Lebanon’s Cabinet has approved a new parliamentary election law for next year, in an attempt to complete an item of business that should not be left until the last minute, as has often been the case with postwar legislative elections.
The only thing that can be said about this “achievement” is that a vote took place, and an announcement was made. Other than that, the handling of the issue is yet another example of dysfunction in the executive branch.
The Cabinet endorsed proportional representation, based on 13 election districts, without bothering to secure a national consensus beforehand. As expected, Progressive Socialist Party ministers voted no and predicted that little would remain of the legislation when it comes up for parliamentary approval. Perhaps the government forgot that the PSP, when joined with the March 14 coalition’s MPs, will defeat the draft law in the legislature.
The government also approved a “revolutionary” quota for women’s representation: a whopping one female per candidate list, with no details about whether this would necessarily translate into any guaranteed representation.
Finally, the government said it would work on creating another six seats, set aside for Lebanese in the Diaspora. When officials were asked about the details, in terms of the sectarian affiliation of the MPs from outside the country, they responded by saying that such matters would now be discussed and debated.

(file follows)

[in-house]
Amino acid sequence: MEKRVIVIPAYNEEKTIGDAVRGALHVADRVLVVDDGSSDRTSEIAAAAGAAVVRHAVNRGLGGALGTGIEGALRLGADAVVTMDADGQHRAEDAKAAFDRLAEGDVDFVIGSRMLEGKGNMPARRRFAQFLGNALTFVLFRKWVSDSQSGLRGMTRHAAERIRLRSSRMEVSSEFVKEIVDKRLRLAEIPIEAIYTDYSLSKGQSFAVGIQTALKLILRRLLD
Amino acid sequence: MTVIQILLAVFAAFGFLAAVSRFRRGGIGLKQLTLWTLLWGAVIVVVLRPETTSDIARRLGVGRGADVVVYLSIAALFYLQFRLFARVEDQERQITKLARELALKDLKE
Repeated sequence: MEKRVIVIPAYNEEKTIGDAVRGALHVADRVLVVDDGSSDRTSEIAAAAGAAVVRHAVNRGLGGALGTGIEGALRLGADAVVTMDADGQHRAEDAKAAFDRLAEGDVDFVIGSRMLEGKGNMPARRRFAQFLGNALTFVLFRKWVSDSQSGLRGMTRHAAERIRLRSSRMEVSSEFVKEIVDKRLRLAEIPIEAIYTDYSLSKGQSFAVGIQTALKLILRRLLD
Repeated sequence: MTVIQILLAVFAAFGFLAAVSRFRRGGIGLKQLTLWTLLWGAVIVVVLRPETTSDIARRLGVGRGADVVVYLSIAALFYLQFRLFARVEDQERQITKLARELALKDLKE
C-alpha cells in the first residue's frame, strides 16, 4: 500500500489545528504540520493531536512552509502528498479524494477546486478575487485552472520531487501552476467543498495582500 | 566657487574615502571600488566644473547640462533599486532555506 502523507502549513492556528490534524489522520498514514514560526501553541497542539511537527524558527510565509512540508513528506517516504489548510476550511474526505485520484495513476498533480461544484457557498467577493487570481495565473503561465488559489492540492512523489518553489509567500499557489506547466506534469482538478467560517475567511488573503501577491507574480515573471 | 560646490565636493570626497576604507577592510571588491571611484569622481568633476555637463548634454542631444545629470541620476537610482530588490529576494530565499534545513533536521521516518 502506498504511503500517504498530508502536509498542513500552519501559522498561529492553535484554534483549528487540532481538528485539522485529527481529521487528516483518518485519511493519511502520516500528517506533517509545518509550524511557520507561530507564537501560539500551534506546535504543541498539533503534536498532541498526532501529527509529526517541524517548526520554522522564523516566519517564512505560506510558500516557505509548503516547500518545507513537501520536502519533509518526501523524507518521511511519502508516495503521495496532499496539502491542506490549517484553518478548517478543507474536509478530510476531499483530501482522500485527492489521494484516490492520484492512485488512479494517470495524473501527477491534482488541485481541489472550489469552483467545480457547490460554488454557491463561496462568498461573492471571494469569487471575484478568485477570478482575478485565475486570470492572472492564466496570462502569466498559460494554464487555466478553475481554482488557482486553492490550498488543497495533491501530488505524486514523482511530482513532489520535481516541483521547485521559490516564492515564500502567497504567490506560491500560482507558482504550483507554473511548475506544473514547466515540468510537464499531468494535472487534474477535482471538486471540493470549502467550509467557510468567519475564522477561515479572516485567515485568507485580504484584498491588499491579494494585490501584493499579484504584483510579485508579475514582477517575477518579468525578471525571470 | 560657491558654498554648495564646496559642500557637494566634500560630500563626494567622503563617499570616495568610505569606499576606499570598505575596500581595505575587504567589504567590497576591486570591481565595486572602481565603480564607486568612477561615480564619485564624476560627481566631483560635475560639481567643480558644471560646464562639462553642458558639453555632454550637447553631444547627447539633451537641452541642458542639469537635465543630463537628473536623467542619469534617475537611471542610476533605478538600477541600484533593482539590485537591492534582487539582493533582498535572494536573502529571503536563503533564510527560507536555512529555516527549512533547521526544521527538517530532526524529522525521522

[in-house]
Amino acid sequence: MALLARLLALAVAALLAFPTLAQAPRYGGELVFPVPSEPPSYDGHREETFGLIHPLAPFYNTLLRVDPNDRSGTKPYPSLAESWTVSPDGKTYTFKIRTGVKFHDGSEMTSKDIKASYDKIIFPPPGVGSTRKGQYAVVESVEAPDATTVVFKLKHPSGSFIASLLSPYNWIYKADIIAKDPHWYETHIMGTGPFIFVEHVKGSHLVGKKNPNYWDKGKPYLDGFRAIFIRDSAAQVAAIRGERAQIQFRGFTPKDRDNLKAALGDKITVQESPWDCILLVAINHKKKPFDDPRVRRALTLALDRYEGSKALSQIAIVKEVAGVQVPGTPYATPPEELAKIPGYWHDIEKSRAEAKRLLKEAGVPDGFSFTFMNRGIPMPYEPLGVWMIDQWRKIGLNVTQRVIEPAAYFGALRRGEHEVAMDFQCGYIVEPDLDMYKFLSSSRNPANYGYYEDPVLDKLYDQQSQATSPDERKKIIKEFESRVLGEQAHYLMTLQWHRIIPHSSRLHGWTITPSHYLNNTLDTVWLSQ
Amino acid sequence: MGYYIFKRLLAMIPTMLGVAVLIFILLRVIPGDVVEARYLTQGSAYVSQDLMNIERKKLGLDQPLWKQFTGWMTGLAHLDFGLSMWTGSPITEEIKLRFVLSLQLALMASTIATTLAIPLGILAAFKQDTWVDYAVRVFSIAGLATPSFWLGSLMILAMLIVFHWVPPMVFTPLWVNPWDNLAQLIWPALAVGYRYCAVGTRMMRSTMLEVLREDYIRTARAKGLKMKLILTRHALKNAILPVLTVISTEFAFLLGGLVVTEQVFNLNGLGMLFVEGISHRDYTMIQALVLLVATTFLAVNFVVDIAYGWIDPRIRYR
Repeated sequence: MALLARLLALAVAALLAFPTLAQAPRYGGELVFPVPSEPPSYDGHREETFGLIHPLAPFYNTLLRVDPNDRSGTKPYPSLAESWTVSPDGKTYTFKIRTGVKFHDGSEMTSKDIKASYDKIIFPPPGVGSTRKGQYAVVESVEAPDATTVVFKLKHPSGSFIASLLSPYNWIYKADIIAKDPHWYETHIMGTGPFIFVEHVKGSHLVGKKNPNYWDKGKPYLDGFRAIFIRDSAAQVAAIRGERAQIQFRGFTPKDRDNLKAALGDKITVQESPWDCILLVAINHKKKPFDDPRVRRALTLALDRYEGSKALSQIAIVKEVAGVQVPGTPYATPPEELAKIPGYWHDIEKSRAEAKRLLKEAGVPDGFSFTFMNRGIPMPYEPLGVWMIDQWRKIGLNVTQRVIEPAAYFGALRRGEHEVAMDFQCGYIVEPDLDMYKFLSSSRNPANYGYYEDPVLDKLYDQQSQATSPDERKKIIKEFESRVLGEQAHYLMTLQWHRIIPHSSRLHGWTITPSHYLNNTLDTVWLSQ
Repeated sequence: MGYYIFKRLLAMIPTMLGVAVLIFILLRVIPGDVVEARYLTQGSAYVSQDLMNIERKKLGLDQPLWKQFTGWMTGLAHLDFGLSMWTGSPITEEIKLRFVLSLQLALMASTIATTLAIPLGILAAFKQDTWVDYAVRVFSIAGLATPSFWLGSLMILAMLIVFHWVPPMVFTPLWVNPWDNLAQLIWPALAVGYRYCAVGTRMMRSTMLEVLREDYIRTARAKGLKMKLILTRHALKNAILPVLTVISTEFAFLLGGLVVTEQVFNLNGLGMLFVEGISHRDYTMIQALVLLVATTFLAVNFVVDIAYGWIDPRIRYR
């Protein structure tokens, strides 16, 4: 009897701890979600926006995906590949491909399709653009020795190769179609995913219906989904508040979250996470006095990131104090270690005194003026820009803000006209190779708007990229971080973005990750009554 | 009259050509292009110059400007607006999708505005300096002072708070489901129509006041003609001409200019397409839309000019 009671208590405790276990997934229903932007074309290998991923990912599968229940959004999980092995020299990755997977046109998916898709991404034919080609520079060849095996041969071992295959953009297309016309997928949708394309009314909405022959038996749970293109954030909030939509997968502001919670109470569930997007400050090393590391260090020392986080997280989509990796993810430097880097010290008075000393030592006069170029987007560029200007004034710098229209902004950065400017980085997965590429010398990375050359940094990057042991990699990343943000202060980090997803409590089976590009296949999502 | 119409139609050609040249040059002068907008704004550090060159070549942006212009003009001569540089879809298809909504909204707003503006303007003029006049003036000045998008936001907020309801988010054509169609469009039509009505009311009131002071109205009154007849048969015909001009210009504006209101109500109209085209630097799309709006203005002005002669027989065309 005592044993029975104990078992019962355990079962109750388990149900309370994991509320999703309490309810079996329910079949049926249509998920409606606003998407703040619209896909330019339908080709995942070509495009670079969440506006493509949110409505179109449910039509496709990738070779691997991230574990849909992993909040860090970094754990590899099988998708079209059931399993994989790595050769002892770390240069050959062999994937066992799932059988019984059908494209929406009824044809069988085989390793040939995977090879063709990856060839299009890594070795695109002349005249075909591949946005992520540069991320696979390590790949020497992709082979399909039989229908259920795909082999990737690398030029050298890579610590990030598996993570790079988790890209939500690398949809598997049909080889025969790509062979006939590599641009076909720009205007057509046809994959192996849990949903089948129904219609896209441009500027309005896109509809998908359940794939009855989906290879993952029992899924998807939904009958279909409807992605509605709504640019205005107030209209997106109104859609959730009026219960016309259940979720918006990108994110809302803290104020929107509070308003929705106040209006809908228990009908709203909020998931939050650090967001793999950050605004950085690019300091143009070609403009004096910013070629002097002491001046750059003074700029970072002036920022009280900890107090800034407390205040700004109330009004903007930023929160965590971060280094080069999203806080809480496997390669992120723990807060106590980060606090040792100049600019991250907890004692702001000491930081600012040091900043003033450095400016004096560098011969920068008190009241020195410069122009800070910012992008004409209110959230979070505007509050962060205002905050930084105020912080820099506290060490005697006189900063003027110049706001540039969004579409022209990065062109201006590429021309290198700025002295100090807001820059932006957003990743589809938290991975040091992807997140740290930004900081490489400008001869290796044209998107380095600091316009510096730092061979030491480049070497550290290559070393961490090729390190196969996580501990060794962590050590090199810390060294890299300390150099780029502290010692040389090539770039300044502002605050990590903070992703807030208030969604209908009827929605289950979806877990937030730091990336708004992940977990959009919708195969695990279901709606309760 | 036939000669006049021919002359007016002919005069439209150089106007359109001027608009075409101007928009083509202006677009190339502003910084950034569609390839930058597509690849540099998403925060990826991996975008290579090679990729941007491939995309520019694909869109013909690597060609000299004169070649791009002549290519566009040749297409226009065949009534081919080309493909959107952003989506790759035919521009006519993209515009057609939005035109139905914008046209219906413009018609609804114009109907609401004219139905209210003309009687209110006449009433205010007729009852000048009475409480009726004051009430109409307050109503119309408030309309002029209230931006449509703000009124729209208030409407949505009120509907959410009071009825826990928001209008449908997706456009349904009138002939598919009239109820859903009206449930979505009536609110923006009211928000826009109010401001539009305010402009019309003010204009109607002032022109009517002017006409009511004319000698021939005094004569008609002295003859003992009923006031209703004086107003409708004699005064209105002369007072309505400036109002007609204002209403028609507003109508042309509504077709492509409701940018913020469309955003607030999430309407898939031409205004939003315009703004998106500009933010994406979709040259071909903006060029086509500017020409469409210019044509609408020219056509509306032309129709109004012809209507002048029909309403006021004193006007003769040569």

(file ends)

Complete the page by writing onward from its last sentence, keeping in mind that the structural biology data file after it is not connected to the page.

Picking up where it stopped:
The Cabinet of Prime Minister Najib Mikati avoided the hard job of authoring a serious piece of legislation and instead, applied an off-the-cuff approach to policymaking on one of the most critical issues for Lebanon’s political system, namely its election law. It’s the kind of decision that should enjoy the support of the overwhelming majority of the population, and not the kind that leads to the latest divisive issue.
Election laws are not meant to be the best solution for the party in power; they should be durable enough to last for generations, with only minor changes from one electoral round to another.
Government officials will now spend a considerable amount of time explaining what they have done, and this will only divert their efforts from solving a whole range of critical, bread-and-butter issues for which people desperately require solutions.
They will try to explain, if they actually know, how proportional representation will work in practice. They will try to sort out whether Lebanon, like Egypt and Iraq, will actually see citizens vote outside the country. They will try to give the impression that they have a vision, when they have slapped together a deficient piece of legislation and passed it along, as if to say “we have done the best we can.” And they will do all of this in the full knowledge that the law in its current form has no chance of passing in Parliament.